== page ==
The North American Caribou Workshop—Connecting Caribou with our Community

The 16th North American Caribou Workshop is coming to Thunder Bay on May 17, 2016. This biannual event brings together caribou biologists, research scientists, resource managers, policy makers, Aboriginal groups, and industry professional from across North America and beyond to talk about caribou biology and conservation.

In conjunction with the workshop, a free public event will be held on the evening of Tuesday, May 17, coordinated by the Thunder Bay Field Naturalists, with support from Science North. As the theme of the conference is “connections,” the public event will explore connections between caribou and the local community, moderated by Mr. Paul Kennedy—host of CBC Radio’s Ideas.

A number of speakers and presentations will offer those in attendance a glimpse into the life, ecology and challenges of caribou, with a particular focus on the Woodland Caribou of Northwestern Ontario. This will include a combined video and lecture presentation providing a rare glimpse into the secret lives of Woodland Caribou, an introduction to an educational video series on caribou, and an exploration into the history of caribou in Northwestern Ontario and early First Nations peoples’ association with caribou. There will also be an opportunity to view conference posters from across North America on various aspects of caribou biology and conservation.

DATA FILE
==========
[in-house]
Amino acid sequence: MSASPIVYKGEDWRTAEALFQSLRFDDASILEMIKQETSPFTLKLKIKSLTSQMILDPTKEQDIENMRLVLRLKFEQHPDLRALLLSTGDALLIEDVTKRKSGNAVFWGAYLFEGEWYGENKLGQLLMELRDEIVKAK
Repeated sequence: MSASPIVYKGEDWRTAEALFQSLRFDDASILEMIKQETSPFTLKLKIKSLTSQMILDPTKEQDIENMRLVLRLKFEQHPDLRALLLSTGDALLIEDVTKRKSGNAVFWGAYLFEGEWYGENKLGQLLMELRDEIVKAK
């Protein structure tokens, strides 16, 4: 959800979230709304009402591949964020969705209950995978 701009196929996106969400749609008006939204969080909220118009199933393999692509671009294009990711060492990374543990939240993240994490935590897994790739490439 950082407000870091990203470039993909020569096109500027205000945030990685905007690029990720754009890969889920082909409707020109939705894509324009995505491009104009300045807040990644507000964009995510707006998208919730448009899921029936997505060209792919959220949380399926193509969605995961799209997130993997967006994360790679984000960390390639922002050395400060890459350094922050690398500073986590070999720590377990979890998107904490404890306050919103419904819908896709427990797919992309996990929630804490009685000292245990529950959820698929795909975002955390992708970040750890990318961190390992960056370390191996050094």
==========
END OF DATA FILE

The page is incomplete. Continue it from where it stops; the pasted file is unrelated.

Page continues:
A hands-on event for families and youth will offer those in attendance the opportunity to view and touch specimens and samples of caribou and their predators, view videos on caribou ecology and conservation, and participate in educational and fun activities related to ecology and conservation.

The family/hands-on event begins at 6:00 p.m in the Kensington Room of the Victoria Inn in Thunder Bay. Talks and video presentations will take place from 7-9:00 p.m. in the Embassy Ballroom. For more information, contact info@tbfn.net.‎

Want to learn more about caribou? Check out the films below from the National Film Board, Parks Canada, and Ontario Nature:


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